$ £

Wannabe no more says amateur WSOP winner

30-year-old St. Louis pipe-fitter and keen amateur player Mike Eise is a member of the 'Wanna' Be Poker Series' poker club back home, but this week proved that he is a wannabe no more by taking down Event 28 - the $1,500 buy-in No Limit Hold'em competition, outlasting a field of 2,638 entries. The big field generated a total prize pool of around $3,600,870, which meant that 270 players cashed.

With 2.84 million Eise headed the chip counts around the final table, which did not feature any former bracelet winners, and looked like this: Zack FritzSeat, Avi BrazSeat, Rico Ramirez, Jason Potter, Jose Luis Franco, Mike Zulker, Mike Eise, Jeff Chang, Barry Berger.

Six hours later, Eise emerged the winner after a brief heads up with New York private equity trader Jeff Chang, who faced a chip count disadvantage of 5 to 1 in favour of his rampant rival. Eise claimed the main prize of $639,331 and his first WSOP gold bracelet, leaving Chang with the second place reward of $392,494 - not bad for his first ever WSOP cash.

Rico Ramirez - a retired former police officer - also recorded his first WSOP cash by finishing third.

The three day competition, which marks the halfway point in the 2009 World Series of Poker in terms of events, again illustrated the popularity of the $1,500 buy-in level. It the third of seven $1,500 No-Limit Hold'em tournaments available this year. The previous two $1,500 buy-in No-Limit Hold'em events in 2009 recorded entry fields of 2,791 and 2,506 players.

A law student from Virginia University, Leo Wolpert, took the handsome first prize of $652,682 and his first WSOP bracelet in Event 29 - the $10,000 buy-in World Championship Heads-up No-Limit Hold'em - surviving an entry field of 256 players vying for a prize pool of $2,406,400. His epic 191 hand final against EPT founder John Duthie was one for the books after a quarter final series that featured Dustin Woolf v. Leo Wolpert; 10 bracelet winner Johnny Chan v. Jamin Stokes; Nathan Doudney v. Bryan Pellegrino and John Duthie v. Steve O'Dwyer.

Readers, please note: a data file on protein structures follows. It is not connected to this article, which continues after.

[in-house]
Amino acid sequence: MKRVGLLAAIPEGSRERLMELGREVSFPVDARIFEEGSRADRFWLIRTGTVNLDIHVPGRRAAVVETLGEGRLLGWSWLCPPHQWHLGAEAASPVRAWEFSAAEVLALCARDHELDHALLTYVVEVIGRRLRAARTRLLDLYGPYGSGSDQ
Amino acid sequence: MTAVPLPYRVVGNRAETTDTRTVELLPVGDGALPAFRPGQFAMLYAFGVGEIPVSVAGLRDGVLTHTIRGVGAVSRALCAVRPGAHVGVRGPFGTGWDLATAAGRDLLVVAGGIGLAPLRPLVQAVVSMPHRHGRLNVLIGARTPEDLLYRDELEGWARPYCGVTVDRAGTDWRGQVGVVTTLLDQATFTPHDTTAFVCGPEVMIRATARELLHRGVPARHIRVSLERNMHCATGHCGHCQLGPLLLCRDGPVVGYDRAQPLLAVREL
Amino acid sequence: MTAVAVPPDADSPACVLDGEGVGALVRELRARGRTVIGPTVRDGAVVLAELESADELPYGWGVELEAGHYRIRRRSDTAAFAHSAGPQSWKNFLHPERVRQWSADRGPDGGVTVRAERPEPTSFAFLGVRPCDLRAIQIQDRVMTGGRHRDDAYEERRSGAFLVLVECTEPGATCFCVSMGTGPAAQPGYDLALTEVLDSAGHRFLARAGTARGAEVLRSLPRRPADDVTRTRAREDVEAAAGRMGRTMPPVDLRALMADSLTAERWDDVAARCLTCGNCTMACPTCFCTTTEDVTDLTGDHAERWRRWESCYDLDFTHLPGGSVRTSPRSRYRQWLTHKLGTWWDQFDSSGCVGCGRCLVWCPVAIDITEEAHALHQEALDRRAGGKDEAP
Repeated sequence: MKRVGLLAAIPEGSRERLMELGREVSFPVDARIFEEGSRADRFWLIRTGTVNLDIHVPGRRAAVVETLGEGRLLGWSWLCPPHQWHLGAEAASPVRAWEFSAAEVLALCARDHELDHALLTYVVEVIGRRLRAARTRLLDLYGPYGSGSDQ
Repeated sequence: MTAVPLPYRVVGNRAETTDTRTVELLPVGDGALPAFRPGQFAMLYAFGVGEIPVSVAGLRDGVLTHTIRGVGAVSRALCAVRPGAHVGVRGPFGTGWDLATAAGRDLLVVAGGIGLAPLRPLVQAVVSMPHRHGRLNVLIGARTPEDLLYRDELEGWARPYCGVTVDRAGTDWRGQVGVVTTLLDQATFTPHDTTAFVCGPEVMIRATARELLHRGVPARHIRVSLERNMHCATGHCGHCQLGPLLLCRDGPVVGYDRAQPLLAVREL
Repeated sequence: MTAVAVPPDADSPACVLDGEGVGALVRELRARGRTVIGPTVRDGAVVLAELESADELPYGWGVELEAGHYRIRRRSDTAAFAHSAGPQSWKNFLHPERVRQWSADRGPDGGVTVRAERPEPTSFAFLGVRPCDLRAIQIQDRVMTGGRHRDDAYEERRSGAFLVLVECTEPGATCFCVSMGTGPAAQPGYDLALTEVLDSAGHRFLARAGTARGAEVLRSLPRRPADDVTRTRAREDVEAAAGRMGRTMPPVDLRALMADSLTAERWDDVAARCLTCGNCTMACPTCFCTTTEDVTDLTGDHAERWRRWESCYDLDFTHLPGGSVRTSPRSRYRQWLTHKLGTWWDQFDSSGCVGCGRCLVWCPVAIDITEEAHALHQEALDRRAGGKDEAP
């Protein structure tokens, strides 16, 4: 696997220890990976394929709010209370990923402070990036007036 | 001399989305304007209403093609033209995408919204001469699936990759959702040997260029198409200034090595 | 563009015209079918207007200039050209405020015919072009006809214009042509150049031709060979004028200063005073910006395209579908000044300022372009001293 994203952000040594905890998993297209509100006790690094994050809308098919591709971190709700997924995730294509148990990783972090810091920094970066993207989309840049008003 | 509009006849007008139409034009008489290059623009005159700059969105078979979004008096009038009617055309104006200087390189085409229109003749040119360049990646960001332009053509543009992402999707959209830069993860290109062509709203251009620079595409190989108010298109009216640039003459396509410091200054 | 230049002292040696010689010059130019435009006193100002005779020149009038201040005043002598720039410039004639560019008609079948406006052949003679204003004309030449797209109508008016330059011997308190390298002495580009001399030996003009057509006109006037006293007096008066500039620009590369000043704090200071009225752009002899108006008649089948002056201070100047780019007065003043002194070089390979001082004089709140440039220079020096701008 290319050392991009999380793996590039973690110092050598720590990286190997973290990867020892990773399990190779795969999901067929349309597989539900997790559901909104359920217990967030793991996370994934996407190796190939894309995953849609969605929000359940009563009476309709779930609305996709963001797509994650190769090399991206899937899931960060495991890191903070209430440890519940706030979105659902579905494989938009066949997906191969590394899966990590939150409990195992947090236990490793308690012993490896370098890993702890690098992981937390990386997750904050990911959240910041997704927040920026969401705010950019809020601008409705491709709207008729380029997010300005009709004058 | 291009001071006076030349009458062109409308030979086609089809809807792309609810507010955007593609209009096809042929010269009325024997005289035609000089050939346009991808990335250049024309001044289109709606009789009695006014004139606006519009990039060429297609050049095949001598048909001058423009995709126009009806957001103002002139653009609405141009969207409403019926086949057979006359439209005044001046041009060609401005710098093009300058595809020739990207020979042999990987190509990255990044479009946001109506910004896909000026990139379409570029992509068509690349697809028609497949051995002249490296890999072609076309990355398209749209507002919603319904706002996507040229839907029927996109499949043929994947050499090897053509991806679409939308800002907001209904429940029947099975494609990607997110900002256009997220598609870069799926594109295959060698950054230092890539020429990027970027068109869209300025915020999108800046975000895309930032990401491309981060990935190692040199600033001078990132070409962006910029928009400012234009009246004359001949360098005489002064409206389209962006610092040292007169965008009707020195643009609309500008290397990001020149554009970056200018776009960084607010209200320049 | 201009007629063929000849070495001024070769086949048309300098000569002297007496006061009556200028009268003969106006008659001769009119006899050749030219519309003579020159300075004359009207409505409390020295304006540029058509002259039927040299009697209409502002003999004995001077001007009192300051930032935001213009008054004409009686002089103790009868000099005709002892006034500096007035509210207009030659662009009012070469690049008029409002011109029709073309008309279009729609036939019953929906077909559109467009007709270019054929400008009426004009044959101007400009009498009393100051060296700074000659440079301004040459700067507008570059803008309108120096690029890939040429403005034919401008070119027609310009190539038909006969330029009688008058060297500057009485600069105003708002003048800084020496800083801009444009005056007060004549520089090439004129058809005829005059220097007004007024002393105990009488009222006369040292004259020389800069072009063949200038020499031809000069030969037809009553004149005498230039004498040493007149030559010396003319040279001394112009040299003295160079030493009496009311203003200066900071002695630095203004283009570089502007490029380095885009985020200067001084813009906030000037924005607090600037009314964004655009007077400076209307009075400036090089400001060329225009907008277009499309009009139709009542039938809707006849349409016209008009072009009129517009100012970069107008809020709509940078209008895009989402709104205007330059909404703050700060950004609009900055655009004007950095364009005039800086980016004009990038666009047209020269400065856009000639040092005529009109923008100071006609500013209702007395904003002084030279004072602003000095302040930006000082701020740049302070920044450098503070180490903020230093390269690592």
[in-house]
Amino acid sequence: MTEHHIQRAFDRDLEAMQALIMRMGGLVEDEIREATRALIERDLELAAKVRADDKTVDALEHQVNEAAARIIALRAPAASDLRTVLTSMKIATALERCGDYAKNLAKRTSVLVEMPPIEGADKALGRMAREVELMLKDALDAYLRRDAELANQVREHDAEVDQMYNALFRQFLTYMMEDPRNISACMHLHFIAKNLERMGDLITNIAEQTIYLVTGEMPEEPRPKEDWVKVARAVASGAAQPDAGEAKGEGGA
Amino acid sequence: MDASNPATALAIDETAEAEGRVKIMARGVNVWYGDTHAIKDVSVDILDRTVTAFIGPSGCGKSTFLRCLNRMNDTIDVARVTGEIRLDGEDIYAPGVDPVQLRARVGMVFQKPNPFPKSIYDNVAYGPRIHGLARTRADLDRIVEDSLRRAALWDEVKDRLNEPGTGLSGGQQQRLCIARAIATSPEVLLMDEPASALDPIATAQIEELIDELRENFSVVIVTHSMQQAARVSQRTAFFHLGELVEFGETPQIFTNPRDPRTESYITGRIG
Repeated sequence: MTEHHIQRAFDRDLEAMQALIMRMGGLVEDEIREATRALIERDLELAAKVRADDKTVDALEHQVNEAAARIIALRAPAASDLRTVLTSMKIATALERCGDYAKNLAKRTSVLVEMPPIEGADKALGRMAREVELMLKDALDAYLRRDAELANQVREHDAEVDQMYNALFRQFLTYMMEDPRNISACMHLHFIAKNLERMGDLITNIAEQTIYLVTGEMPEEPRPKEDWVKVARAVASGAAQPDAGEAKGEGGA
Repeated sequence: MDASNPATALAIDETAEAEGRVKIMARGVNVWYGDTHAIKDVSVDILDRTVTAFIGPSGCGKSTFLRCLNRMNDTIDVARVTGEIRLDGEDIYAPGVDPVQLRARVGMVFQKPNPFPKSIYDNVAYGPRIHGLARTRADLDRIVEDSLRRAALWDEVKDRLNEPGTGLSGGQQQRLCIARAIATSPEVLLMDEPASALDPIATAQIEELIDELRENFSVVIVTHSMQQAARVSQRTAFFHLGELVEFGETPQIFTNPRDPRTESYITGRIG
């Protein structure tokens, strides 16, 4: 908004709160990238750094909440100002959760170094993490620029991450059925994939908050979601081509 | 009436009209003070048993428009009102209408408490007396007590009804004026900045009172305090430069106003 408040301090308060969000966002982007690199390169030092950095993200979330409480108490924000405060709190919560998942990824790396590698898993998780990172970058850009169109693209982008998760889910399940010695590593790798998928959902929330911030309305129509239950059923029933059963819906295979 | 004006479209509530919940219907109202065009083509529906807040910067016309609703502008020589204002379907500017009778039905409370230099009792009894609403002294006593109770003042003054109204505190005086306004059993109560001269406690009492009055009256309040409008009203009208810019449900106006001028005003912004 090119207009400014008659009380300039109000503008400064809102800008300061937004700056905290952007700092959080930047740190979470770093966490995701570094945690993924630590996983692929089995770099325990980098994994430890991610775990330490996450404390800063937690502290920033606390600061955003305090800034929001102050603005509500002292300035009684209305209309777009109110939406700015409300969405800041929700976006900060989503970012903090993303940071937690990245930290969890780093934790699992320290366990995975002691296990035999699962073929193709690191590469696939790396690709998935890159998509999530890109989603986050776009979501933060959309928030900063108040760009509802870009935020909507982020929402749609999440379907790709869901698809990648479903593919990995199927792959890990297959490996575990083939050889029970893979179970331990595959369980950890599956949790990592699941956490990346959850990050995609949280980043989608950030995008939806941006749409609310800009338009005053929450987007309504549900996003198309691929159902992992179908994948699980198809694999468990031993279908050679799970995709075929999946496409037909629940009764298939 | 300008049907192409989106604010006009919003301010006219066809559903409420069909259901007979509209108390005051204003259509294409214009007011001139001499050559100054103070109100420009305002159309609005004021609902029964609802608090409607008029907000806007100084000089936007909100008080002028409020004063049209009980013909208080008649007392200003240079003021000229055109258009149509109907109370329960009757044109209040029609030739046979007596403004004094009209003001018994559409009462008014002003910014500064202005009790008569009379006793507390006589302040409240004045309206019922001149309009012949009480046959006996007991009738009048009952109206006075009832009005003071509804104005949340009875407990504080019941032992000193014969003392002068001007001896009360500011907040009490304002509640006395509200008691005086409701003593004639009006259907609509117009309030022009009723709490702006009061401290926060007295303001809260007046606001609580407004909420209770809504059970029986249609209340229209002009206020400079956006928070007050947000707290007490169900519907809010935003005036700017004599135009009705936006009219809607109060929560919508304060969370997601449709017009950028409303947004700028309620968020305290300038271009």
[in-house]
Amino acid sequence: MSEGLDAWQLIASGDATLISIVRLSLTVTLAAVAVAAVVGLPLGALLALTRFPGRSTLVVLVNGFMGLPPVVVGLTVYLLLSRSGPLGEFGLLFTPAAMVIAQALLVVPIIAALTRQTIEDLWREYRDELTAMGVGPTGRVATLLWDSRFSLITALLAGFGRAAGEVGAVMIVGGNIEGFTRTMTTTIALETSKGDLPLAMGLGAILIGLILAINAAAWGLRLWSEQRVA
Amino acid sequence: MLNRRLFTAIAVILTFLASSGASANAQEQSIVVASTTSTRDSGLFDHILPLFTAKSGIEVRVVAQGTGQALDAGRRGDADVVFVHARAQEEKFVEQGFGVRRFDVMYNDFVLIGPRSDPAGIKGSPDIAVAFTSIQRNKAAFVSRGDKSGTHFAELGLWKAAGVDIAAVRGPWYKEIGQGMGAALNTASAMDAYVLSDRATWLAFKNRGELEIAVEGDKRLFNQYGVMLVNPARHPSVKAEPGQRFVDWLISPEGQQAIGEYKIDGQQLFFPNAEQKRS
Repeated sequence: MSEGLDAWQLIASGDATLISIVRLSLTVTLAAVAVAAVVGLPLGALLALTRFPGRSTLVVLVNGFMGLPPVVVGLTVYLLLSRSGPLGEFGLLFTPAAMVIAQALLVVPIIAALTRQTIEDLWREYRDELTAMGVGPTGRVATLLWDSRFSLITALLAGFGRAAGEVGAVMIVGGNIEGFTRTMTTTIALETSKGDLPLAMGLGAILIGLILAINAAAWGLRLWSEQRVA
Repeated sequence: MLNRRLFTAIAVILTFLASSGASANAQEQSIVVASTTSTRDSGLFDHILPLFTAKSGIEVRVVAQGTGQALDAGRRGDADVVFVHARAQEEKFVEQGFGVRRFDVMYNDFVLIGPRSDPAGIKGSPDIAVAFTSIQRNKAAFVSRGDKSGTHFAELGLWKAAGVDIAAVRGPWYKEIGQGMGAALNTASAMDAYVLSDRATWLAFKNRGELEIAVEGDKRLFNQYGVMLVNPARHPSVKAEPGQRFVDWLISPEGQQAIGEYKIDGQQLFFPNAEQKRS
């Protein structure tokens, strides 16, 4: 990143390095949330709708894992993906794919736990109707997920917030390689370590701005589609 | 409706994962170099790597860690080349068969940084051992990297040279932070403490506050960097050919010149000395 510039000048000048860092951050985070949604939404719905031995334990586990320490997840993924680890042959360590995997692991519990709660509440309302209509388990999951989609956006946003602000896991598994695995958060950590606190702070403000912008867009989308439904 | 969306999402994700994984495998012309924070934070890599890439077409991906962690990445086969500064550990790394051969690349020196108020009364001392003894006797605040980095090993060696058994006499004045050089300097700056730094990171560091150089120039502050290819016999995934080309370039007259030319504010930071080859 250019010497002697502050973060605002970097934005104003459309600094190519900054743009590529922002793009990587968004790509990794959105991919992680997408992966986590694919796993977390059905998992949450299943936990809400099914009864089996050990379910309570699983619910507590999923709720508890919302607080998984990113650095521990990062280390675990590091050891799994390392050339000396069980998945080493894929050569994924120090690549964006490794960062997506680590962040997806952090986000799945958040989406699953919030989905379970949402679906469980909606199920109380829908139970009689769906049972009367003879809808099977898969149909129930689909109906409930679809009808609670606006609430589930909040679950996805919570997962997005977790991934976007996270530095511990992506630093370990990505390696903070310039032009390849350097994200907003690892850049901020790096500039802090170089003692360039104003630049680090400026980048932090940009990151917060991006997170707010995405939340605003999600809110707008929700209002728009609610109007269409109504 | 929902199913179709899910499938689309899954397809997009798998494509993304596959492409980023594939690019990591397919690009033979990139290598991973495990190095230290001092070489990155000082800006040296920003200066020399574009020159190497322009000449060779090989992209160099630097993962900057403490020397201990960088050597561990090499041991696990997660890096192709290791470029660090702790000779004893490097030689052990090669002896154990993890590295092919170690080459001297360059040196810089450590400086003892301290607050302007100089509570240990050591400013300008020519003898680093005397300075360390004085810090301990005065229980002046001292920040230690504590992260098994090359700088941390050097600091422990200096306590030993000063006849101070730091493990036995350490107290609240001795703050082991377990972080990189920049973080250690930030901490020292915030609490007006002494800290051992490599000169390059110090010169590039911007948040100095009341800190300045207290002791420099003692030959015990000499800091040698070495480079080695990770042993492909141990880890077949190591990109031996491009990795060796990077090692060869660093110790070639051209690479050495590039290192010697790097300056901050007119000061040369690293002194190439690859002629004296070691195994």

Playing a balanced and skilful game, Wolpert held the chip lead for much of the heads up, taking the win against a truly tough and talented opponent in Duthie, who collected a check for $386,636 for a brilliant but second placed performance.

With the conclusion of Event 29, World Series of Poker organisers Harrah's Entertainment released statistics showing that so far 29,217 pokerheads have played, and atotal of $57,532,883 has been paid out.

Veteran pro J.C. Tran won his second WSOP bracelet in Event 30 - the $2,500 buy-in Pot-Limit Omaha contest, besting an entry field of 436 that delivered a prize pool of just over a million dollars. Well known players like The Hendon Mob's Joe Beevers, Noel Boeken and Eli Elezra were in the field but failed to make the final table.

Big names at the final table, which formed in the early hours of the morning when Leif Force exited in tenth place, included Tran (387,000), John Juanda (129,000) and Theo Jorgensen (419,000), with other players including two Brits in the lead: Ross Boatman in the chip lead on 718,000 and Jeff Kimber (525,000). They were followed by Rami Boukai (325,000); Jean-Philippe Leandri (324,000) Dallas Flowers (239,000) and Chad Layne (206,000).

The heads up was decided when third placed Jean-Philippe Leandri was eliminated by Tran, taking home $95,837 and leaving a chipped up JC Tran and UK player Jeff Kimber to resolve who would win. It was short and sweet, with Kimber taking second place and a $145,656 payday, and JC reveling in his second WSOP bracelet and the main prize of $235,685.

Source: InfoPowa News

Share this